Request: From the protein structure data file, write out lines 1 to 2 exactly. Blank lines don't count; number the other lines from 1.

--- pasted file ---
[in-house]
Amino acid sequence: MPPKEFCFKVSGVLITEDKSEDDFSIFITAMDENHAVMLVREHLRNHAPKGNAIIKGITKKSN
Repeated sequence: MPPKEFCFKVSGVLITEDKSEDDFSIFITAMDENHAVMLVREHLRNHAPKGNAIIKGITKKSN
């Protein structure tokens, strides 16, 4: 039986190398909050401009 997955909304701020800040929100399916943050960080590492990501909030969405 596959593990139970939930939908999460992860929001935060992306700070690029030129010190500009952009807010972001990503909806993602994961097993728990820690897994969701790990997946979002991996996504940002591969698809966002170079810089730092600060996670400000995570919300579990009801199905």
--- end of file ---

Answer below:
[in-house]
Amino acid sequence: MPPKEFCFKVSGVLITEDKSEDDFSIFITAMDENHAVMLVREHLRNHAPKGNAIIKGITKKSN